The White House Plumbers by Egil and Matthew Krogh – Review
By Karl Honsey
As someone who has taken an interest in all things Watergate for many years now, this book, by a man who was involved in some of the decisions that ultimately led to President Richard Nixon being forced to resign, was always going to interest me. Egil ‘Bud’ Krogh worked in the Nixon administration in the early 1970s, serving a short prison sentence for his role and, as such, his tale of redemption is well worth a read. Even more than that, it’ll soon be worth a watch, as a five-part HBO series with a stellar cast will premiere in the spring. This isn’t so much the story of Watergate itself, but very much about events leading up to it, and Krogh’s subsequent life.
This book was started in 2006 with the original title of ‘Integrity: Good People, Bad Choices and Life Lessons’, before being finished off by Krogh’s son Matthew in the time since Egil’s death in 2020. And that original title sums up perfectly what this book is about, with Krogh accepting that he made mistakes as a younger and more impressionable man, hoping to impress some seriously senior figures. Those decisions were part of a remarkable chain of events that ultimately led up the chain of command until Nixon couldn’t plead his innocence any longer. While Nixon never really came fully clean about what he knew and when, and never achieved full redemption because of that, Krogh very much has, getting his life and his legal career back on track through making better decisions, beginning with his time in prison.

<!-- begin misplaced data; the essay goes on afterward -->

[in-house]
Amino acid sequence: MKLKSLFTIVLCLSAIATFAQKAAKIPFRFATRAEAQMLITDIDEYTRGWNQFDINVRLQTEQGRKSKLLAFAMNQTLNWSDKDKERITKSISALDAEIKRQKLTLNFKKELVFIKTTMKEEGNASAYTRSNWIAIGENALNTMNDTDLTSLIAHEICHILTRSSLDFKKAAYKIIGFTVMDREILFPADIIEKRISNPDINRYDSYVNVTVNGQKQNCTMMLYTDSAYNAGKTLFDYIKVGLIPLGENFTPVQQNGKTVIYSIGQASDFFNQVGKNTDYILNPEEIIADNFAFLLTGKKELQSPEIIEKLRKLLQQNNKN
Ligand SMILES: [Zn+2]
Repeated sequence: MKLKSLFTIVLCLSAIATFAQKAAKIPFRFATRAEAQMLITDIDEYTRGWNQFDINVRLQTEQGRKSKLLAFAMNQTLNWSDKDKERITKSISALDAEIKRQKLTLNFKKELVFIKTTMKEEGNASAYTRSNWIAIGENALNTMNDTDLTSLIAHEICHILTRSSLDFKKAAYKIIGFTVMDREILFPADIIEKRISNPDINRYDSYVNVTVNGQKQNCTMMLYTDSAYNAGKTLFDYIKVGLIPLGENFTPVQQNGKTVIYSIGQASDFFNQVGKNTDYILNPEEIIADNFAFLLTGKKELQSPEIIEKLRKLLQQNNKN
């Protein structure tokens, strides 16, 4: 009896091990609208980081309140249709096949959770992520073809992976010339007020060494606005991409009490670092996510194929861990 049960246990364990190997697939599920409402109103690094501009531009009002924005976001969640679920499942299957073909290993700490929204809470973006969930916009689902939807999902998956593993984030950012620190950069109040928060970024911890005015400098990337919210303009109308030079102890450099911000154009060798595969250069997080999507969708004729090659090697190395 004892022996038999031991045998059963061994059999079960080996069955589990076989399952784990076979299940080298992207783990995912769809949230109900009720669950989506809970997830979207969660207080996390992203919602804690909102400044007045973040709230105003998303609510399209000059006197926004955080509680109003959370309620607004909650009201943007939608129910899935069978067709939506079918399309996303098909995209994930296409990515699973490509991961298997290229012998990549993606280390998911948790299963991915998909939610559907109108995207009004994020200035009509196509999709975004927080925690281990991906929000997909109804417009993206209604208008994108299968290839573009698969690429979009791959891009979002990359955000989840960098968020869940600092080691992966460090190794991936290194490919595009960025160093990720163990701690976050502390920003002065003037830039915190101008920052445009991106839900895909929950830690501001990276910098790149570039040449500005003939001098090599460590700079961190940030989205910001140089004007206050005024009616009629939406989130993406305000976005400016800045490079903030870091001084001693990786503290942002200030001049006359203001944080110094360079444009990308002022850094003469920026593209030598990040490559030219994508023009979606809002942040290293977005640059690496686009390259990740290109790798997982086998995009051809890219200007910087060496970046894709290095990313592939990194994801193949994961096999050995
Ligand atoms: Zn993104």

Krogh mentions integrity many times in this book, and that cuts to the heart of the affair. He wanted to be able to look himself in the mirror and have integrity back in his life. And while this book is clearly more likely to pique the interest of those with knowledge of Watergate and US politics in particular, those life lessons and attitude can be used by all of us to become better people and to atone for our mistakes. Hopefully that will translate into the forthcoming series and it remains faithful to the book, as the story is so remarkable that it needs no embellishment or exaggeration. One of the most fascinating aspects of Watergate is that it was all so unnecessary and started in a relatively minor fashion, especially when compared to some of the crimes and misdemeanours that politicians of today get away with.
Krogh comes across as a very genuine man, one who doesn’t try to justify what he did, but someone who wanted to make a difference. And his story should do just that to anyone who reads it.
‘The White House Plumbers – The Seven Weeks That Led to Watergate and Doomed Nixon’s Presidency’ by Egil and Matthew Krogh is published by Swift Press